WARNING: The following article contains spoilers for the film “Thor: Ragnarok.”
Maori director Taika Waititi’s “Thor: Ragnarok” boasts comedic and thematic elements students and experts from New Zealand said were Maori influenced.
Will Krueger, a social work sophomore from New Zealand, said Waititi is “pretty well known back home.” Krueger said Waititi has made “heaps of good movies, New Zealand classics such as ‘Hunt for the Wilderpeople’ and ‘Boy.’”
Krueger added, “You could definitely feel the Maori kind of humor in the movie. ... I think it's awesome as it's helping people to learn more about Polynesia.”
Not all Maori students agreed the film had a strong cultural presence. Tyrell Gimmell, a junior psychology major, said, “I don’t feel like it had a huge Maori influence, but I was able to see some influence in Korg especially.”
Korg is a rock-like alien character who is voiced by Waititi. “There were a bunch of jokes from him that reminded me of humor from back home,” said Krueger. He said Korg’s humor was something he “wouldn’t normally see on American movies.”
Tonga Taauvao Tonga, a junior from Tonga studying information technology, served his mission in New Zealand and said the character Korg reminded him of the Maori people because of his accent and sense of humor. “That’s straight up [Maori] humor right there.”
Gimmell said Korg's character “certainly opened the door for people to at least be curious about ‘the accent.’”
However, he said, “I feel as though Taika Waititi did put a bit more humour into the Thor movies [than] we have seen in the past, which is a very Kiwi type of humour. Not necessarily exclusive to Maori but certainly Kiwi.”
In an article in The Spinoff, Dan Taipua notes that Waititi’s tone in the film contains “the comedy of deflation,” also known as cringe humor, as well as deadpan, known as dry humor. He writes, “Deadpan has a strong history in Aotearoa.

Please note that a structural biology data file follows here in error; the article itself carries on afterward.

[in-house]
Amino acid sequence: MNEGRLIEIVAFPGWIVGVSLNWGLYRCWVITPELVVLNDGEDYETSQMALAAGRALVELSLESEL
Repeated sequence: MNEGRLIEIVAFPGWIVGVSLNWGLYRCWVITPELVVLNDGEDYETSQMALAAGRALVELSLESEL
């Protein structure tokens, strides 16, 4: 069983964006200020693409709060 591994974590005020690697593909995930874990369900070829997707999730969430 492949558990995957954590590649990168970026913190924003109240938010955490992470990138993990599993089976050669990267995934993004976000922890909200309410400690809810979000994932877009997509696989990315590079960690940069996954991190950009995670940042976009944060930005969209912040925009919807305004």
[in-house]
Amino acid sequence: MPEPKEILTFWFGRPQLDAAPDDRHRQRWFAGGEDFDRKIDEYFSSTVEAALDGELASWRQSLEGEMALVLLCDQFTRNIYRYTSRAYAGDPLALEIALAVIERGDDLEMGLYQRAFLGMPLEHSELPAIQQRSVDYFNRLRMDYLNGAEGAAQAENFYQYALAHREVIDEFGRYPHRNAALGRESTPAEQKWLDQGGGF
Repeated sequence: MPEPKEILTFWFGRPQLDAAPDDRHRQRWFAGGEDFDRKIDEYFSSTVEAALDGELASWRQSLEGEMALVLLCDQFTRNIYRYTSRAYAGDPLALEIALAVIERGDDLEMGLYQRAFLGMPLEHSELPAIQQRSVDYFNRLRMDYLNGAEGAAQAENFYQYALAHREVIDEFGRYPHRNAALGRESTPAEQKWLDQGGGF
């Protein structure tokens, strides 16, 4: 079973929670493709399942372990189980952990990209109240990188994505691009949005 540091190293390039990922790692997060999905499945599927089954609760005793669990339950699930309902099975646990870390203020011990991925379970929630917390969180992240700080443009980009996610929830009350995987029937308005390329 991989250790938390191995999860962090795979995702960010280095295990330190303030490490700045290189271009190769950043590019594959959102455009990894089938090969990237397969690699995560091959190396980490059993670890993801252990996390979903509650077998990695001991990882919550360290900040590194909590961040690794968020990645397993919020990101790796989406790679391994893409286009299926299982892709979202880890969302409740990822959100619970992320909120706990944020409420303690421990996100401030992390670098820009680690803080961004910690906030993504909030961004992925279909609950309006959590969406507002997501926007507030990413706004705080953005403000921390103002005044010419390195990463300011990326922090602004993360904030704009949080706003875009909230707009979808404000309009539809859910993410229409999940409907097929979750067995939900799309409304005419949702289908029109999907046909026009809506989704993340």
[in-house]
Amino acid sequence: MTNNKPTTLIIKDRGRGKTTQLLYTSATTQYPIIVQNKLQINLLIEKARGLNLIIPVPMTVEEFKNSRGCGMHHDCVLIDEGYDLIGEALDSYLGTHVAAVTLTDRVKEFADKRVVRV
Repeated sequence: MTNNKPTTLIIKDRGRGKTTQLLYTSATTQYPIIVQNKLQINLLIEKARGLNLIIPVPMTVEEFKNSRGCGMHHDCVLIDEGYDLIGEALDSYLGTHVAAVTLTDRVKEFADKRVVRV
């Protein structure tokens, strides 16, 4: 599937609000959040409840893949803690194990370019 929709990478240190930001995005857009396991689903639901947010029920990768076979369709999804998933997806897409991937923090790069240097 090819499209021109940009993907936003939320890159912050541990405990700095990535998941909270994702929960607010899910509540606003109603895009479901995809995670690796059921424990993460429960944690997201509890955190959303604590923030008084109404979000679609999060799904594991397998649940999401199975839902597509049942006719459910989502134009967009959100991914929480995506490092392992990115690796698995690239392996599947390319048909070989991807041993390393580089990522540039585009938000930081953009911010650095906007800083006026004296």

“But if there’s a factor which is definitely Maori in ‘Ragnarok’ it is the pervasive and all-encompassing sense of irony that drains the dramatic tension from its source material and delivers equal-opportunities mockery.” He highlights how the titular character is usually the butt end of a joke, such as when Thor tries to identify himself as the strongest Avenger.
In addition to the humor, some of the plot elements of the film have an Oceanic influence, according to Dr. Neal Curtis, a comic books professor at the University of Auckland. One specific element he highlights on his blog is how the ending differs from a typical superhero story - the citizens of Asgard lose their homeland and become a displaced people.
“The film doesn’t end with the sort of closure normally compulsory in these films, but with a displacement of a people who need to re-establish themselves anew,” Curtis reports. This makes it a “brilliant story of imperialism, colonialism and resistance.”
Of Curtis' analysis, Gimmell said, “Polynesian people were voyagers who travelled throughout the islands to find new homes for various reasons. As for Maori, our ancestors were driven from their homes and their lands, wronged in unfair trades and had their homes destroyed and ravaged. The same thing happens to the people of Asgard.”
Another part of the film Curtis analyzes is when Hela, the principal villain and Thor’s sister, returns to Asgard and sheds light on the lies that Odin, their father, upheld about their people’s history. “As she knocks down walls and ceilings,” he writes, “she doesn’t so much renovate as strip the building back to reveal Asgard’s dark past, one in which Odin and Hela took control of the nine realms through invasion, violence and the suppression of the other nations.
Gimmell called Curtis’ analysis “a very interesting comparison.” He said, “From what I know, many countries do not teach the full truth about things that have happened in their respective histories.”
The other main message Curtis writes about is the casting and direction of the character Valkyrie. Originally a blonde Caucasian character in the comics, Valkyrie is played by Afro-Latin-American actress Tessa Thompson, who “is positioned very deliberately in opposition of the very white, Cate Blanchett,” Curtis opines.
Taipua points out that Valkyrie is “a member of an ancient and proud warrior tribe marked by the tattoo of her people,” which is similar to Maori warrior tribes.
In addition, Valkyrie’s color scheme is associated with various Oceanic peoples. Taipua writes, “When we first see Valkyrie … she is painted (coded) in the colours of the Maori flag: the red, black and white of the Tino Rangatiratanga.” When she returns to Asgard to battle Hela, one shot shows her walking in front of a spaceship with the colors of the First Peoples of Australia. “As she walks out, now dressed in her traditional Valkyrie clothes, the ship that she escaped in lies behind her with the red, black and gold of the Aboriginal flag clearly visible.”
Also, Valkyrie is “represented as someone dependent on alcohol,” which was an intoxicant Curtis says was used “to both pacify and placate indigenous people, especially in Australia.”
Tonga concluded that the movie “really does remind me of NZ.”
“Thor: Ragnarok” will be released for digital download and on DVD and Blu-ray in February, according to DVDs Release Dates.